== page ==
|DOWNLOAD ☱ Alone Against the North: An Expedition into the Unknown ♆ eBooks or Kindle ePUB free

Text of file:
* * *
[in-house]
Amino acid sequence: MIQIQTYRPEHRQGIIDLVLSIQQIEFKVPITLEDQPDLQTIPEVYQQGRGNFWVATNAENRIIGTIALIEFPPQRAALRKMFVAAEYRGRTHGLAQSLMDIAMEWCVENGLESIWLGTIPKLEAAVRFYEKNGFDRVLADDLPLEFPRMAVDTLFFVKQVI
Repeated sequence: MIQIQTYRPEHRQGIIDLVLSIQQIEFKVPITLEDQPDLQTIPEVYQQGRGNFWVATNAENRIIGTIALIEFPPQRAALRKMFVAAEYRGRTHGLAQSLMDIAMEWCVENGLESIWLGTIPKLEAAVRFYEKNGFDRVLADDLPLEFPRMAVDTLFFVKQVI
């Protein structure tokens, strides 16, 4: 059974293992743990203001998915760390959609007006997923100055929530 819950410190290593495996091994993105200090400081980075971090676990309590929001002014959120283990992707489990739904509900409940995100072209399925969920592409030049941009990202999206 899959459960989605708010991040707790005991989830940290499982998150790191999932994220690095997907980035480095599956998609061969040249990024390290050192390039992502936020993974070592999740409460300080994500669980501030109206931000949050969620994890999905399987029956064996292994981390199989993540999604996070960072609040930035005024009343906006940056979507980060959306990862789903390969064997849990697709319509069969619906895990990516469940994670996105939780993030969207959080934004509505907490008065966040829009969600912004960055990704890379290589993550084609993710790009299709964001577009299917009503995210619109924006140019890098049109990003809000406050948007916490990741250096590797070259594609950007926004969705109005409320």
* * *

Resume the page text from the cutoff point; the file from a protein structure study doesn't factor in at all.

Loved the subject, loved the story Shoalts account of it, however, comes across as immature and narcissistic His main literary device seems to be building himself up by making everyone else in the book appear as bumbling, less skilled, less courageous, less determined, less knowledgeable.you get the picture He even manages to make his own father seem inferior I thought perhaps that I was reading too much into his narrative but then I saw him on TV and heard him speak at an event There s Loved the subject, loved the story Shoalts account of it, however, comes across as immature and narcissistic His main literary device seems to be building himself up by making everyone else in the book appear as bumbling, less skilled, less courageous, less determined, less knowledgeable.you get the picture He even manages to make his own father seem inferior I thought perhaps that I was reading too much into his narrative but then I saw him on TV and heard him speak at an event There s an arrogance and a lack of grace about him that makes him inaccessible a shame because what he does is pretty incredible and I d like to hearabout it But I d like to readabout the subject matter and not his mastery over it The fact that he s a skilled woodsman and explorer is a given That s why we re reading the book We don t need to be reminded of it every 2nd paragraph I can t help but compare him to Les Stroud who, while not an Explorer a title Shoalts doesn t let us forget for long , does similar things and has comparable skills Stroud differs, thankfully, in that he is able to tell a story and educate without arrogance or condescension He s just a guy from Etobicoke who knows how to take care of himself A little bit of Stroud s humility might serve Shoalts well I ve only recently started to enjoy non fiction and they ve mostly been stories of outdoor expeditions, excursions, and life altering and enriching experiences This book I enjoyed all thebecause of its Canadian content I ve actually been to some of the northern Ontario cities referenced in the book and ridden the Polar Bear Express Enough of me This book was well written and I enjoyed learning some history I was unaware of Adam Shoalts has a love of adventure, the land, and a level of I ve only recently started to enjoy non fiction and they ve mostly been stories of outdoor expeditions, excursions, and life altering and enriching experiences This book I enjoyed all thebecause of its Canadian content I ve actually been to some of the northern Ontario cities referenced in the book and ridden the Polar Bear Express Enough of me This book was well written and I enjoyed learning some history I was unaware of Adam Shoalts has a love of adventure, the land, and a level of bravery not often seen I especially was both encouraged and saddened by the short afterward that reminds us all of our responsibility to take care of the land and the earth we have Good read There have been some complaints from readers about this author s ego complaints that the book is about him,than it is about the Canadian Wilderness But, perhaps, all great adventurers are somewhat self centred what could possibly make them risk their lives the way they do if not for some deep inner ego driven force They clearly do it, not so much for the knowledge gained but out of a compulsion for adventure their thirst for seeing what s around the next corner their thrill in riskin There have been some complaints from readers about this author s ego complaints that the book is about him,than it is about the Canadian Wilderness But, perhaps, all great adventurers are somewhat self centred what could possibly make them risk their lives the way they do if not for some deep inner ego driven force They clearly do it, not so much for the knowledge gained but out of a compulsion for adventure their thirst for seeing what s around the next corner their thrill in risking their lives, without thought of how that affects others In other words, they are not like you and me They carry an insatiable passion within and this passion benefits us all when they write books like this, detailing their adventures and those of other explorers before them An unfortunate side to the risk taker s adventurous and careless spirit is their inability to understand and have compassion for others who have less compulsion than them I found his somewhat derisive tone for his companion, Brent Kozah a bit harsh He claims they are still friends I wonder what Brent would have to say about that after his depiction in this book Adam Shoalts could have been a little kinder Nonetheless, this book was an exciting depiction of a great adventure and I thoroughly enjoyed it I received an advance copy of this book through Goodreads Giveaways When I first received the book, I figured it would be a bit of a slog for me I vastly prefer fiction over non, am not even remotely an outdoorsy type, and thought the premise was perhaps a bit too thin to build a book upon A whole book about some guy canoeing in the Canadian wilderness It turned out to be a fabulous read The book was entertaining, at times humorous, intelligent, and educational The author and explorer is v I received an advance copy of this book through Goodreads Giveaways When I first received the book, I figured it would be a bit of a slog for me I vastly prefer fiction over non, am not even remotely an outdoorsy type, and thought the premise was perhaps a bit too thin to build a book upon A whole book about some guy canoeing in the Canadian wilderness It turned out to be a fabulous read The book was entertaining, at times humorous, intelligent, and educational The author and explorer is very knowledgable about a number of subjects Canadian flora and fauna, history, wilderness survival, etc and weaves this into the telling of his story I often took breaks from the book to do additional research on the internet to supplement the reading The book itself was very descriptive and I often felt like I was right there with him while, at the same time, being greatly relieved that I was not This is the most selfish and self absorbed book I ve ever read Especially when it starts with I think I always knew I was destined to be an explorer Shoalts talks about no one other than himself His dad makes a cameo because he helps Shoalts fix build equipment, the guys who fly boat him in and out of places are mentioned, and he bad mouths the friends who go with him He just can t fathom why one of his friends wouldn t want to do a random canoe trip instead of being home while his wife is This is the most selfish and self absorbed book I ve ever read Especially when it starts with I think I always knew I was destined to be an explorer Shoalts talks about no one other than himself His dad makes a cameo because he helps Shoalts fix build equipment, the guys who fly boat him in and out of places are mentioned, and he bad mouths the friends who go with him He just can t fathom why one of his friends wouldn t want to do a random canoe trip instead of being home while his wife is pregnant, and the other friend he basically bad mouths for not being keen enough he knew beforehand that this friend could be a problem, so it s not the friend s fault, it s Shoalts s fault for not choosing his team wisely.I usually enjoy tales of adventure in remote areas of our country In this case Shoalts just succeeded in pissing me off with his condescension about adventurers vs explorers, his bad mouthing of journalists making minor mistakes that he likely could have prevented by speaking with themclearly , his slavish admiration for the many male explorers who went before him only one woman is mentioned, and that s because she s the wife of an explorer who aims to finish his last trip Also every quote at the beginning of each chapter is by men , and his pretentious wearing of a brown fedora which he loses twice and has to note how sad he is about it.He s also closely tied in with Canadian Geographic and the Royal Canadian Geographical Society When he gets elected as a Fellow of the RCGS, he s over the moon about how only real explorers get to join Dude, I m a member too And I worked in the High Arctic for four years You don t see me dancing around about what a great explorer I am because I ve been validated by the RCGS.He also talks about the devastation of remote wilderness by industry Well if he s really concerned about it, he might not want to be as entangled with CanGeo as he is, given their ties to oil and gas The story may have been interesting but the ego of the author and his constant running down of those around him really put me off It overshadowed the storyline for me and I wouldn t recommend it for that reason. |DOWNLOAD ♀ Alone Against the North: An Expedition into the Unknown ☮ The age of exploration is not over When Adam Shoalts ventured into the largest unexplored wilderness on the planet, he hoped to set foot where no one had ever gone before What he discovered surprised even him Shoalts was no stranger to the wilderness He had hacked his way through jungles and swamp, had stared down polar bears and climbed mountains But one spot on the map called out to him irresistibly the Hudson Bay Lowlands, a trackless expanse of muskeg and lonely rivers, caribou and wolf an of the north, parts of which to this day remain unexplored Cutting through this forbidding landscape is a river no explorer, trapper, or canoeist had left any record of paddling It was this river that Shoalts was obsessively determined to explore It took him several attempts, and years of research But finally, alone, he found the headwaters of the mysterious river He believed he had discovered what he had set out to find But the adventure had just begun Unexpected dangers awaited him downstream Gripping and often poetic, Alone Against the North is a classic adventure story of single minded obsession, physical hardship, and the restless sense of wonder that every explorer has in common But what does exploration mean in an age when satellite imagery of even the remotest corner of the planet is available to anyone with a phone Is there anything left to explore What Shoalts discovered as he paddled downriver was a series of unmapped waterfalls that could easily have killed him Just as astonishing was the media reaction when he got back to civilization He was crowned Canada s Indiana Jones and appeared on morning television He was feted by the Royal Canadian Geographical Society and congratulated by the Governor General People were enthralled by Shoalts s proof that the world is bigger than we think Shoalts s story makes it clear that the world can become known only by getting out of our cars and armchairs, and setting out into the unknown, where every step is different from the one before, and something you may never have imagined lies around the next curve in the river From the Hardcover edition Uptown Thief he hoped to set foot where no one had ever gone before What he discovered surprised even him Shoalts was no stranger to the wilderness He had hacked his way through jungles and swamp Little Butterfly Omnibus had stared down polar bears and climbed mountains But one spot on the map called out to him irresistibly the Hudson Bay Lowlands Seedlings of Barro Colorado Island and the Neotropics a trackless expanse of muskeg and lonely rivers سيمبلين (Cymbeline) caribou and wolf an of the north The Christmas Baby Bonus parts of which to this day remain unexplored Cutting through this forbidding landscape is a river no explorer The Making of a Sonnet: A Norton Anthology trapper Search the Seven Hills or canoeist had left any record of paddling It was this river that Shoalts was obsessively determined to explore It took him several attempts Blutsbrüder and years of research But finally Deutsche Märchen und Sagen alone Die Liebe, ein Speer und Creme brûlée he found the headwaters of the mysterious river He believed he had discovered what he had set out to find But the adventure had just begun Unexpected dangers awaited him downstream Gripping and often poetic The Homeland Directive Alone Against the North is a classic adventure story of single minded obsession Undone by the Sultan's Touch (Harlequin Presents) physical hardship Walter Rothschild: The Man, the Museum and the Menagerie and the restless sense of wonder that every explorer has in common But what does exploration mean in an age when satellite imagery of even the remotest corner of the planet is available to anyone with a phone Is there anything left to explore What Shoalts discovered as he paddled downriver was a series of unmapped waterfalls that could easily have killed him Just as astonishing was the media reaction when he got back to civilization He was crowned Canada s Indiana Jones and appeared on morning television He was feted by the Royal Canadian Geographical Society and congratulated by the Governor General People were enthralled by Shoalts s proof that the world is bigger than we think Shoalts s story makes it clear that the world can become known only by getting out of our cars and armchairs The Samurai's Daughter and setting out into the unknown Fragile Agileagile Softwareentwicklung Richtig Verstehen Und Leben where every step is different from the one before Belisarius: The Last Roman General and something you may never have imagined lies around the next curve in the river From the Hardcover edition This is an incredible account of a real life adventure story Adam writes with intelligence and humour, drawing the reader into a world of unbelievable isolation and formidable challenges Alone Against the North is impressive, engaging, and completely unique It would make a great documentary. The other 2 star reviews hit the nail on the head so I won t repeat them.What I will add is that as a hiker I enjoy setting up artificial challenges for myself that might lead me to hike a couple of extra miles or hit some arbitrary deadline For all the talk of the necessity of exploration and survival at all costs, I see this type of artificially inflated challenge figure prominently in Adam s adventures There is nothing wrong with this but for two things A he s outsourcing risk to his woul The other 2 star reviews hit the nail on the head so I won t repeat them.What I will add is that as a hiker I enjoy setting up artificial challenges for myself that might lead me to hike a couple of extra miles or hit some arbitrary deadline For all the talk of the necessity of exploration and survival at all costs, I see this type of artificially inflated challenge figure prominently in Adam s adventures There is nothing wrong with this but for two things A he s outsourcing risk to his would be rescuers, and B it conflicts with his insistence that his adventures are for the sake of exploration.Two cases in point spoilers If you review the map of his journey that he began with Brent, his original design that he shockingly did not thoroughly read Brent into before setting out was to portage 100 km over 2 weeks and explore the western tributary of the Brant River pages 66, 85, 93 His second plan relates to the nameless river and he sells it to Brent saying, We would have to travel upriver, against the current, wading through the water and dragging the canoe behind us for about a hundred and twenty kilometers 93 Evidently, Brent was not sold The third plan which they begin to pursue takes them down the Sutton River and then back up the Brant, but this plan was so dangerous that I was reluctant to mention it and yet Adam wasn t sure whether Brent understood what the plan I had sketched out involved exactly and I was in no mood to explain it 94 In my view, this is criminal as an outdoors companion and Adam should be ashamed rather than prideful of risking his friend s life without his informed consent I disgress Ultimately, when Brent leaves the trip, Adam executes plan 2 alone and drags his canoe upstream 120 km along the nameless river Apparently, the nameless river was a worthy target of exploration after all, even though it was his preference to explore the Brant River tributary However, if you inspect the map, the furthest upstream point he made on the nameless river is indeed 120 km upstream from the Goose Lodge, but it is also only 4 km from the point the plane dropped them on Hawley Lake with two lakes covering perhaps a third of that distance, and no especially challenging terrain that can be seen on satellite imagery So basically, he lies to his friend about the necessity of dragging their canoe upstream 120 km because that was the only version of the journey that was sufficiently hardcore for Adam It wasn t enough to canoe or explore the nameless river in a straightforward way at all, and also, I partly suspect that he wanted to scare Brent off as an excuse to be alone and increase the challenge and the scale of the tale he would have to tell.A secondminor case in point, he canoes the Again River finally and yet neglects to carry sufficient tools to effectively document his discovery, despite this apparently being the only distinction between explorer and adventurer So he must returnI m all for adventure and self challenge for their own sake, but spare me the preaching and talk of fate and necessity This book definitely grips you from the start, I found that I couldn t put the book down until I finished it I ve never read this type of book before, but I saw the author speak at Toronto s Word on the Street literary festival, and was intrigued Reading the book, I felt like I was walking right beside the author through every swamp and forest, his descriptions of Canada s vast wilderness are so clear The way he describes his encounters with wildlife such as bears, eagles and moose as well as This book definitely grips you from the start, I found that I couldn t put the book down until I finished it I ve never read this type of book before, but I saw the author speak at Toronto s Word on the Street literary festival, and was intrigued Reading the book, I felt like I was walking right beside the author through every swamp and forest, his descriptions of Canada s vast wilderness are so clear The way he describes his encounters with wildlife such as bears, eagles and moose as well as his experience with his surroundings make me love and fear the wilderness at the same time.Even though the Adam doesn t really delve into what he s feeling during every hurdle, you find yourself understanding how he feels regardless You feel like you re reading a non fiction versus a fiction because the book reads like a story I am the most impressed by this because most non fiction books i ve encountered tend to be dry I also really like how Adam incorporated historical tidbits that relate to his current position in his journey, so on top of reading a great story, I learnedabout history I would definitely recommend this to anyone who enjoys walking through the woods, watching reality TV on the discovery channel, or anyone interested in the exploration of Canada